I have recently stumbled into a few videos online with pro-capitalist arguments, decrying socialist ideas and encouraging free markets to take full form. The one thing I have found listening to them, whether their arguments have any legitimate points within, is their selective examples and, at times, complete disfiguration of facts. One such video was an argument about why socialism did not work by a man (who I know nothing about beyond this) called Daniel Hannan. I haven’t written in a while, so what better way to get back into it than by questioning this random guy’s points?
Continue reading “David Hannan’s Arguments Against Socialism”
The more varying anarchist literature and essays I read (which is, admittedly, not even that much overall), the more I realise that, beyond the central theme of “opposing” all forms of authority and hierarchy, anarchism only has one other uniting feature – it can’t really decide or agree on much more than that. One such field is that of technology, with anarcho-primitivists and crypto-anarchists essentially being on opposite ends of that particular spectrum.
Continue reading “Anarchism and the Neutrality of Technology”
When I refer to the language used in academic circles as a “barrier”, I don’t intend it to be entirely negative. As someone who has graduated from university and has taken an avid interest in probably too many topics beyond my formal studies, I have no trouble understanding the complexity that oft times permeates academic prose, and I am somewhat exaggerating my point by throwing some relatively mild examples right here because I am guilty of the same. But another may read the same text and be overwhelmed by it, which is problematic when the ideas you are expressing are of great import to the wider populace.
Continue reading “The Language of Academia as A Barrier”
Admittedly, I thought I had read more books than the ones on this list, but alas it is much smaller than anticipated when I compiled it. I wasn’t expecting anything huge, and 16 books is still a reasonable feat, in my view, but I can’t help but feel a tinge of disappointment that I didn’t get through more. I would, however, suggest that finishing university and keeping up with news events and analysis probably makes up for that. Nevertheless, these are the books I read this past year, with a few thoughts looking back on them and links to piece that refer to them.
Continue reading “My 2019 Reading List”
Whenever the word radical is used in any context, it almost always has a relatively negative overtone. The word, like many in political discourse, arguably has no legitimate definition anymore. Synonymous with disorder, dramatic change, intense, etc. we allocate it to people and events that don’t fit the current norm. I contend that it should be the opposite, and that what we have considered the “norm” throughout time is what’s really been radical.
Continue reading “Rethinking the Definition of Radical”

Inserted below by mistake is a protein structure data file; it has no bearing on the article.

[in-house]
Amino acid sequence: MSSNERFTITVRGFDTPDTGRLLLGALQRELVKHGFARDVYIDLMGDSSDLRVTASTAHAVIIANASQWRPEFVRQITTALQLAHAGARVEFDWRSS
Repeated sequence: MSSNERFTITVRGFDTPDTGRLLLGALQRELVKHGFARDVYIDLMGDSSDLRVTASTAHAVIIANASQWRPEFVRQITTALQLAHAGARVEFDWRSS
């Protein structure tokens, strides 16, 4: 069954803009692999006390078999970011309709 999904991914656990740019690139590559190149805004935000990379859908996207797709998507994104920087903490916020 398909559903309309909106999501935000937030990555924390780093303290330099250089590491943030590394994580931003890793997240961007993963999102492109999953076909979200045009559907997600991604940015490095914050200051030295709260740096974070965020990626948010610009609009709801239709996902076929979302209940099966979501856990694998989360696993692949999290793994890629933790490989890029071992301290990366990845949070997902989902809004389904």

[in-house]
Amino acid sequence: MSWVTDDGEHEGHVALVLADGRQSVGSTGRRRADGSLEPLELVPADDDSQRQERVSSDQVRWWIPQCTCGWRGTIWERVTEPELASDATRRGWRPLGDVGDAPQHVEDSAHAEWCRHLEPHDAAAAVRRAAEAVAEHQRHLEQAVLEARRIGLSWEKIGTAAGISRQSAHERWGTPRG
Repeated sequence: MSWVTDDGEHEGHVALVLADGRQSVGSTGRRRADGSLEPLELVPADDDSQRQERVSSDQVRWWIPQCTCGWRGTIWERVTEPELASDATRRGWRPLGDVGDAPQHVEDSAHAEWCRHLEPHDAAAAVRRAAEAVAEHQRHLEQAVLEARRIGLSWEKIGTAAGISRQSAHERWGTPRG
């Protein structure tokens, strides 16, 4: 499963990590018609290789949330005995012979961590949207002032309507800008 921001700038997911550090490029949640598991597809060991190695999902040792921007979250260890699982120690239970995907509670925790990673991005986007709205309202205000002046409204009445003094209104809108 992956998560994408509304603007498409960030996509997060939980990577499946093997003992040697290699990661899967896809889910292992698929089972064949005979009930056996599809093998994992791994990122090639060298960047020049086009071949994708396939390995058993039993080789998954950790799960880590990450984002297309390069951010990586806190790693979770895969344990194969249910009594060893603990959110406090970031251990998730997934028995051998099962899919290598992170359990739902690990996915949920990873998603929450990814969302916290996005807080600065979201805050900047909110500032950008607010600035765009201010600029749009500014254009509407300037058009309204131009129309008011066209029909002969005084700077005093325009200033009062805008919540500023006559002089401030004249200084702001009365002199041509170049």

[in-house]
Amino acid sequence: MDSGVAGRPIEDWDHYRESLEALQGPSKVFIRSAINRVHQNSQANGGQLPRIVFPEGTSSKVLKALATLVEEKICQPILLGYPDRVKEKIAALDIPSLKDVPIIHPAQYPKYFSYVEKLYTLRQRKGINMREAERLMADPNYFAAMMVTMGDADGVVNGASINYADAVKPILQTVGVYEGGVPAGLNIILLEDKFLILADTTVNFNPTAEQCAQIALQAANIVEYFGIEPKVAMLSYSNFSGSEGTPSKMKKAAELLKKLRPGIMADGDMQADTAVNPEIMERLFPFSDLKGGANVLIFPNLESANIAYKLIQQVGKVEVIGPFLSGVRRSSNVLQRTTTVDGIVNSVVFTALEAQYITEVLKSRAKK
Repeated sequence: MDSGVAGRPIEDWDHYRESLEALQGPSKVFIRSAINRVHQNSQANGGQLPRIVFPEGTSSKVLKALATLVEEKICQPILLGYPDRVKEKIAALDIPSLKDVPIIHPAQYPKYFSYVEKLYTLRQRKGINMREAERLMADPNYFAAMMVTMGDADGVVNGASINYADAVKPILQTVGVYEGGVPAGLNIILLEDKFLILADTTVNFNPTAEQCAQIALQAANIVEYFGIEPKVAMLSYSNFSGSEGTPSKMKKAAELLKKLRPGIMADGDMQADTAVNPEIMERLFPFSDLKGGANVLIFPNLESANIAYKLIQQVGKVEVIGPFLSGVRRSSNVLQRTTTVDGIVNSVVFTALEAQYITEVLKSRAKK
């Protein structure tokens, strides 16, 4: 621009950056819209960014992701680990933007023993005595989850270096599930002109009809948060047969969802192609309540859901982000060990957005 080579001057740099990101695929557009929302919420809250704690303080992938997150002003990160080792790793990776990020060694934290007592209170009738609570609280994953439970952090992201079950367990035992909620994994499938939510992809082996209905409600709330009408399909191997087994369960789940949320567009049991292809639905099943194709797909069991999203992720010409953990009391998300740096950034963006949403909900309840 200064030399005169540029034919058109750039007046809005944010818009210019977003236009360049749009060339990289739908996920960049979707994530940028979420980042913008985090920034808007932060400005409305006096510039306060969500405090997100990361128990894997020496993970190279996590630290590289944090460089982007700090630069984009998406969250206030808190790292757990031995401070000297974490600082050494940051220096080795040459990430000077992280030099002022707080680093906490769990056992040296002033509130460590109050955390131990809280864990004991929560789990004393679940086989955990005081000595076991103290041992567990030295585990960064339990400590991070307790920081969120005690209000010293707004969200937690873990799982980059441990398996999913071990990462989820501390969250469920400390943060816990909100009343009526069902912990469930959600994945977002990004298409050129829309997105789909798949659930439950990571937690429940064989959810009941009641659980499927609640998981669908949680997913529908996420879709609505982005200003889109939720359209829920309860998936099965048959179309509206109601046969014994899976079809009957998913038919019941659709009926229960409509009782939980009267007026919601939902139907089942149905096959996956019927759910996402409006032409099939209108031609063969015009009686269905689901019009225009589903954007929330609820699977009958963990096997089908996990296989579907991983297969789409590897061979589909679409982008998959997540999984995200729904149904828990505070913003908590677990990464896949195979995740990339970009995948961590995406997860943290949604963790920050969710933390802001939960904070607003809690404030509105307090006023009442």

One of the few things I’m currently in uncertain disagreement with regarding anarchism is the idea of private property. In many cases, it is quite simple, but in others, like housing, and data, there are some discrepancies that it would be wrong to not address. Seeing as I have probably written more about anarchism in the past few days than I have since I started the site, now seems to be a good time to discuss them.
Continue reading “Private Property: Housing”
I finished two books today. The first was The ABC of Anarchism by Alexander Berkman, which I’ve referenced in a few of my recent posts – well worth reading if you want to understand anarchist (specifically communist anarchism) ideas. The second, which was half the size and a much quicker read – hence finishing it within a few hours of the day – was Why I Am Not A Feminist: A Feminist Manifesto by Jessa Crispin. The title intrigued me, and rightfully so – it was also fascinating, although I admit it threw me in the deep end on feminist writing and thought. Both books had some rather similar suggestions and themes, which I thought were worth discussing.
Continue reading “Free Speech, Understanding, and Growth: Anarchism and Feminism”
I have slowly been reading through Alexander Berkman’s The ABC of Anarchism and it’s been quite interesting thus far. Reading the chapter on the reformer and politician, however, I come across one of the few disagreements with his ideas. It’s a relatively small point, but he condemns the reformer for essentially not being radical enough, suggesting that only major movements or revolution could make the necessary changes. I do agree, to an extent, but reforms shouldn’t be so easily dismissed.
Continue reading “In Defence of Reforms”
I’ve recently started reading The ABC of Anarchism (originally Now and After and What Is Communist Anarchism) by Alexander Berkman, and while a lot of the references made do show the age of the book, published in 1929, there are still many relevant observations and similarities to the modern age. The main one, with its many facets, is that capitalism hasn’t really changed much over the years, other than finding more efficient methods of concentrating even more wealth into fewer hands.
Continue reading “Capitalism Hasn’t Changed”
The word anarchy, like a lot of words, has multiple meanings, some of them complete opposites. Chaos and disorder were the definitions of anarchy I grew up with, and was a word I always thought sounded cool for fantasy stories – the climactic, often violent scenes that defined the story as the protagonist(s) world (literally or figuratively) was thrown into disarray. It’s been used to define warzones and protests, a single word that carries a lot of weight. But as someone interested in anarchist ideas – the sort of anarchist ideas that preceded the chaos definition – I see very little to support people painting it as synonymous with violence.
Continue reading “Anarchism and Violence”